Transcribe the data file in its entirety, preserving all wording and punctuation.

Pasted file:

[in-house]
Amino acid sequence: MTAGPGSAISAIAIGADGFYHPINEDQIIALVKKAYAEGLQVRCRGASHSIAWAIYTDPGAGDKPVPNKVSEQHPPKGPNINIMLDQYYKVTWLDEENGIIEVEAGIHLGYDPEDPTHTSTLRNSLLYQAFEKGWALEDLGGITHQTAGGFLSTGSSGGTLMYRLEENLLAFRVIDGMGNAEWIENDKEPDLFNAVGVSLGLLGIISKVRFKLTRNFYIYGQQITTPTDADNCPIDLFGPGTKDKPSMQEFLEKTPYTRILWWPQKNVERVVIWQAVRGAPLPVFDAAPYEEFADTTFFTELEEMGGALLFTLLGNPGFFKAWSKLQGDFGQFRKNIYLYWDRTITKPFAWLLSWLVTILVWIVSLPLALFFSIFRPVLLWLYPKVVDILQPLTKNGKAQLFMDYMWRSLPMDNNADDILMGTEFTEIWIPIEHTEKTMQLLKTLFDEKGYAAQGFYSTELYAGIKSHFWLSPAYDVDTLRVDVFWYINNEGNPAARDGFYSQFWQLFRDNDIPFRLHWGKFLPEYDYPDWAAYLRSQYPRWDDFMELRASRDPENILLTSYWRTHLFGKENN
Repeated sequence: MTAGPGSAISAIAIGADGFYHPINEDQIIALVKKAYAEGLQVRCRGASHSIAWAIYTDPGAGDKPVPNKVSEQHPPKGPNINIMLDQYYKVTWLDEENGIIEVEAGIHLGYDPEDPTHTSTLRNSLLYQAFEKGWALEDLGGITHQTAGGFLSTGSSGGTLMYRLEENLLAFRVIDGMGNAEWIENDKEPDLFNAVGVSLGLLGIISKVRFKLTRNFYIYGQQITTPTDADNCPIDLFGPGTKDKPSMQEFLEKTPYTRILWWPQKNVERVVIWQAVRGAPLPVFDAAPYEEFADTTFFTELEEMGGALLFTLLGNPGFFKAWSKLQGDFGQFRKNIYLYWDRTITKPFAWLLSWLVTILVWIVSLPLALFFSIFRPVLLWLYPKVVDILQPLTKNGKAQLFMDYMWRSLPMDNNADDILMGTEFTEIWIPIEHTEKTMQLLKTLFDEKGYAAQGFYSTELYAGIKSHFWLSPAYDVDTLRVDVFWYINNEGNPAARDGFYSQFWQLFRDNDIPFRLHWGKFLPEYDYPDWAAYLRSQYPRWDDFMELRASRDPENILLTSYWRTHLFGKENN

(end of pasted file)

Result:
[in-house]
Amino acid sequence: MTAGPGSAISAIAIGADGFYHPINEDQIIALVKKAYAEGLQVRCRGASHSIAWAIYTDPGAGDKPVPNKVSEQHPPKGPNINIMLDQYYKVTWLDEENGIIEVEAGIHLGYDPEDPTHTSTLRNSLLYQAFEKGWALEDLGGITHQTAGGFLSTGSSGGTLMYRLEENLLAFRVIDGMGNAEWIENDKEPDLFNAVGVSLGLLGIISKVRFKLTRNFYIYGQQITTPTDADNCPIDLFGPGTKDKPSMQEFLEKTPYTRILWWPQKNVERVVIWQAVRGAPLPVFDAAPYEEFADTTFFTELEEMGGALLFTLLGNPGFFKAWSKLQGDFGQFRKNIYLYWDRTITKPFAWLLSWLVTILVWIVSLPLALFFSIFRPVLLWLYPKVVDILQPLTKNGKAQLFMDYMWRSLPMDNNADDILMGTEFTEIWIPIEHTEKTMQLLKTLFDEKGYAAQGFYSTELYAGIKSHFWLSPAYDVDTLRVDVFWYINNEGNPAARDGFYSQFWQLFRDNDIPFRLHWGKFLPEYDYPDWAAYLRSQYPRWDDFMELRASRDPENILLTSYWRTHLFGKENN
Repeated sequence: MTAGPGSAISAIAIGADGFYHPINEDQIIALVKKAYAEGLQVRCRGASHSIAWAIYTDPGAGDKPVPNKVSEQHPPKGPNINIMLDQYYKVTWLDEENGIIEVEAGIHLGYDPEDPTHTSTLRNSLLYQAFEKGWALEDLGGITHQTAGGFLSTGSSGGTLMYRLEENLLAFRVIDGMGNAEWIENDKEPDLFNAVGVSLGLLGIISKVRFKLTRNFYIYGQQITTPTDADNCPIDLFGPGTKDKPSMQEFLEKTPYTRILWWPQKNVERVVIWQAVRGAPLPVFDAAPYEEFADTTFFTELEEMGGALLFTLLGNPGFFKAWSKLQGDFGQFRKNIYLYWDRTITKPFAWLLSWLVTILVWIVSLPLALFFSIFRPVLLWLYPKVVDILQPLTKNGKAQLFMDYMWRSLPMDNNADDILMGTEFTEIWIPIEHTEKTMQLLKTLFDEKGYAAQGFYSTELYAGIKSHFWLSPAYDVDTLRVDVFWYINNEGNPAARDGFYSQFWQLFRDNDIPFRLHWGKFLPEYDYPDWAAYLRSQYPRWDDFMELRASRDPENILLTSYWRTHLFGKENN